Fantasia 2023: Our Review of ‘Mad Cats’

Posted in Fantasia 2023, Festival Coverage, Movies by - August 06, 2023
Fantasia 2023: Our Review of ‘Mad Cats’

Ancient catnip from the Egyptians, feline/female hybrids with extraordinary power and short tempers, a series of pet store owner murders, and a listless layabout who seems to have zero ambition all manage to collide in the insanity of Mad Cats. After receiving an audio cassette outlining where his missing brother Mune (So Yamanaka) is being held captive, Taka (Sho Mineo) sets out to free him. But the recording also warns not to leave without a mysterious wooden box and not to be seen. After escaping with the box, but not with his brother who he inadvertently leaves behind, strange feline-like females hunt Taka. After a mysterious woman named Ayane (played by Ayane) intervenes to save him and a homeless man Takezo (Yuya Matsuura), who has unwittingly become part of the whole thing, the trio sets out on the road with killers on their tail.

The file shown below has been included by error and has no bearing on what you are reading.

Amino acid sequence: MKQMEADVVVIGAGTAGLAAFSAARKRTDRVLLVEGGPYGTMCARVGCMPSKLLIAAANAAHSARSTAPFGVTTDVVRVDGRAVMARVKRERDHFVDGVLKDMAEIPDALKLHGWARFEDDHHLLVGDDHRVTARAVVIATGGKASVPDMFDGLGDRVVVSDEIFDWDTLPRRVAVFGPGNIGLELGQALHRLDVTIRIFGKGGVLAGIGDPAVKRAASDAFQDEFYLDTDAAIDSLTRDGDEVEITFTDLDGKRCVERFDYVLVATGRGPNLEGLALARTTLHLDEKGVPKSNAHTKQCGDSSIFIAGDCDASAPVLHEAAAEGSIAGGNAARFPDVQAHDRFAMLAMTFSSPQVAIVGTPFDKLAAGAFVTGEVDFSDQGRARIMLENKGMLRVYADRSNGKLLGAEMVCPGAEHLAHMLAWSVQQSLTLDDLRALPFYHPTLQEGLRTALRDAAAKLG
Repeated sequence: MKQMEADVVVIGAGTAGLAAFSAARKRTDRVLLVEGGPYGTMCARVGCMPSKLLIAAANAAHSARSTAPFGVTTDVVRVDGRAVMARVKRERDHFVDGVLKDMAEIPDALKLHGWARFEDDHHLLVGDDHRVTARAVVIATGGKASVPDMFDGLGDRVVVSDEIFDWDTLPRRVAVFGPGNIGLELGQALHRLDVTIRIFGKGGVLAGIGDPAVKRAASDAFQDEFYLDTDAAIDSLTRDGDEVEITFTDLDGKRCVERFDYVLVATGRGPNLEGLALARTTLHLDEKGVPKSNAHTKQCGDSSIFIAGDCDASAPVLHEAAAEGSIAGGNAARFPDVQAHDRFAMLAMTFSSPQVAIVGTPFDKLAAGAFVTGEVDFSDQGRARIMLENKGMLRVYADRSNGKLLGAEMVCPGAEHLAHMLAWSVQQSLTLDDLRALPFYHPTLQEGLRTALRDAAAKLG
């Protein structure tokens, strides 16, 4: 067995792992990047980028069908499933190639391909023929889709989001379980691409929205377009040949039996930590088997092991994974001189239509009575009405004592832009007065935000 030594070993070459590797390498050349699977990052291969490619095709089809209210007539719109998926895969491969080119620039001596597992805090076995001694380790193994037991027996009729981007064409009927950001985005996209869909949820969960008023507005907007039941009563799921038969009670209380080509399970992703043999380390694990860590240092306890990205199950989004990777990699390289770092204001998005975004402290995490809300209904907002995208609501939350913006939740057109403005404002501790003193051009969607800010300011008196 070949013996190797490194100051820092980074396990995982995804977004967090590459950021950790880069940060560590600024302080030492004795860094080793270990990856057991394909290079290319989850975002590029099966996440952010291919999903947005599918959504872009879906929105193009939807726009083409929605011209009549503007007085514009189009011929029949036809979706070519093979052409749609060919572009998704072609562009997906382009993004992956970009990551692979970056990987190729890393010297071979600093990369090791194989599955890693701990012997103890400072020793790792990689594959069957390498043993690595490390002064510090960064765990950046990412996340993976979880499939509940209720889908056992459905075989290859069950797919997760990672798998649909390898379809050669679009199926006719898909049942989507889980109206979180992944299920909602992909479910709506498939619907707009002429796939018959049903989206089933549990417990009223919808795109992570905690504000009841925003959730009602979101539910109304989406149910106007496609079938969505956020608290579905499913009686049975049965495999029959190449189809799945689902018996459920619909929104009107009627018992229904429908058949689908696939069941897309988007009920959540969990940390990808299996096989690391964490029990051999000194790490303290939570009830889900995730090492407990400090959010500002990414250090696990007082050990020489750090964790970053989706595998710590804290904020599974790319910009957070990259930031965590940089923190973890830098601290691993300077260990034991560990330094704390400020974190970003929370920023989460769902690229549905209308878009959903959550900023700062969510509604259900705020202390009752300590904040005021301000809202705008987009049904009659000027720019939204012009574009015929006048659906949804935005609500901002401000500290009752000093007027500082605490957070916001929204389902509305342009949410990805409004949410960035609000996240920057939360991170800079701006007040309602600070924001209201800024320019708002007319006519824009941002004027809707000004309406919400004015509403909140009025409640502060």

To say that Mad Cats is bizarre would be a bit of an understatement, but there’s an instant likeability to the characters and story that draws audiences in. Mad Cats isn’t a film that stops for a second to explain anything, as it only drops breadcrumbs along the way and leaves the audience to connect the dots. In the end, it’s bound to leave more questions than answers. But that also leads to what one would assume were some lively post-screening conversations.

The cast, a shout out to the gloriously stoic and extremely engaging Ayane especially, will keep audiences engaged and invested throughout the 90-minute runtime, up to the satisfying yet somewhat inconclusive ending. And some really fun staged action sequences don’t hurt either. Just watch out for the completely aloof and generally uninterested ‘Innocent Blade’ (Maari Iwata) who only cares about her own toy rather than anything else happening. As a cat would do.

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"Kirk Haviland is an entertainment industry veteran of over 20 years- starting very young in the exhibition/retail sector before moving into criticism, writing with many websites through the years and ultimately into festival work dealing in programming/presenting and acquisitions. He works tirelessly in the world of Canadian Independent Genre Film - but is also a keen viewer of cinema from all corners of the globe (with a big soft spot for Asian cinema!)
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